Had it not been for the entire group edging each other on throughout each step, this climb might not have seen the light of day. There was no competition, everyone was doing this gig at their own pace and the faster ones were happy to oblige and take it slow to accomodate the rest. In the end, everyone surprised their own self, by making this climb. At least i did, though i had done the clim one time 8 years back. I’m sure some of the others felt the same about themselves. This was a complete team effort. There is always support right round the corner only if we are willing to be open to receive it.

Everyone has their own challenging peak to climb, but while on the trail, every fellow traveller can be a vital support system. Simply because of the fact that they share the journey with you.

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Looking back the Naina peak was merely couple of hours trek but some peaks a lot of us are silently climbing are lifelong treks. Day in, day out.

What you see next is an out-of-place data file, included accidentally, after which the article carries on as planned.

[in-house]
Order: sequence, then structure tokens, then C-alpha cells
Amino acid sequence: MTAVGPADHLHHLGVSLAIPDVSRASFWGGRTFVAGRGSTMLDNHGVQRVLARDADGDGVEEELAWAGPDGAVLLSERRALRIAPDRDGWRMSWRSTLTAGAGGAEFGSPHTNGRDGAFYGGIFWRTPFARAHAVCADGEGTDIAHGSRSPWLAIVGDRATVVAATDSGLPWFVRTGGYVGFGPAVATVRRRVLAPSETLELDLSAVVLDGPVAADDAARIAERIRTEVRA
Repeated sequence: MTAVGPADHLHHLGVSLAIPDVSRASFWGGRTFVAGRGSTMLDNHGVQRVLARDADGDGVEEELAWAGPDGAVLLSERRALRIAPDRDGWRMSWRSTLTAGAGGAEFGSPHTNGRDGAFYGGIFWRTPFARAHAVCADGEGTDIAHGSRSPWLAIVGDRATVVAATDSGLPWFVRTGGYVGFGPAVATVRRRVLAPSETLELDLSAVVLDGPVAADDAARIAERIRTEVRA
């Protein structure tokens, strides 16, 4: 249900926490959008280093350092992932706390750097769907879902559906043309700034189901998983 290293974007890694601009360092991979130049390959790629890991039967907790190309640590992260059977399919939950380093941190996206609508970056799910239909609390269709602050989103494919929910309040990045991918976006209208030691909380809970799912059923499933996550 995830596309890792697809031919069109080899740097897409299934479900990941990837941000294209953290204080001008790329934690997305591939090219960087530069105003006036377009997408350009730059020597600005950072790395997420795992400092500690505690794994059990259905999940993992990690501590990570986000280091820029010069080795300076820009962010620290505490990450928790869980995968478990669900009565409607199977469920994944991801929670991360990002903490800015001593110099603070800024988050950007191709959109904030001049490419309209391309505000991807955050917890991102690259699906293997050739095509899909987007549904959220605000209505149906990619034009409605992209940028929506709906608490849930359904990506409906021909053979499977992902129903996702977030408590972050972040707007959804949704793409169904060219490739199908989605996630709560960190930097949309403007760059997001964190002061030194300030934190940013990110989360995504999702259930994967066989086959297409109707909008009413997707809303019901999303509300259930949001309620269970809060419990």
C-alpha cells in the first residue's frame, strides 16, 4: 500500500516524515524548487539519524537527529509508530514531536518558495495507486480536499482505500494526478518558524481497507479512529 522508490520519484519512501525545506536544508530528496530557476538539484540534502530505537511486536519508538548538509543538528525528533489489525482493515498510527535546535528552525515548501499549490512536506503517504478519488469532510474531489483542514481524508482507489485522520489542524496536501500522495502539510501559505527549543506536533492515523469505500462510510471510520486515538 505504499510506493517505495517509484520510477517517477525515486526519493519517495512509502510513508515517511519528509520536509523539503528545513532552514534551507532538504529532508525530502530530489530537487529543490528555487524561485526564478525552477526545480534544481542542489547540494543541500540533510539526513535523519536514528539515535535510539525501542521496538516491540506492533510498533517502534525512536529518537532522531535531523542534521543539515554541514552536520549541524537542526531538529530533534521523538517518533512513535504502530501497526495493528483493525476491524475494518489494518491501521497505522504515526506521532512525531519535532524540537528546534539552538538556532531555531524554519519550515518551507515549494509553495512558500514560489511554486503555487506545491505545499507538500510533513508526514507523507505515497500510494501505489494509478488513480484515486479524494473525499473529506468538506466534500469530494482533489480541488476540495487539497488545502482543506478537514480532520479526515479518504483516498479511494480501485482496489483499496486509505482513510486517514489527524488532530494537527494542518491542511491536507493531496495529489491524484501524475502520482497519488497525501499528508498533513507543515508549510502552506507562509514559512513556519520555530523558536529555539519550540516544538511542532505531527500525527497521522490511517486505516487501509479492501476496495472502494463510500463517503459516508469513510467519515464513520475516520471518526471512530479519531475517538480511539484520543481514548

As i’ve mentioned above, everyone is scaling their own peak and challenging their own obstacles and taming their own demons whatever they might me. It helps keeping the above points in mind. One step at a time, consistent progress however tiny it may be and support is always round the corner. We can all scale our own personal Nainia peaks everyday. For some it might be very obvious and physically apparent like a health makeover, for others it may be career, finances, inter-personal relationships or perhaps something more invisible. Truth be told, the personal peaks are way more challenging and higher than most tangible peaks. Looking back the Naina peak was merely couple of hours trek but some peaks a lot of us are silently climbing are lifelong treks. Day in, day out.

Pat yourslef on the back. You’ve come a long long way. Keep Going.

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Before I end, here is one more glimpse from another exciting experience from that trip. It was well worth the try. Thanks to Mampu Da, for unearthing this gem of an experience.



Sudhyasheel Sen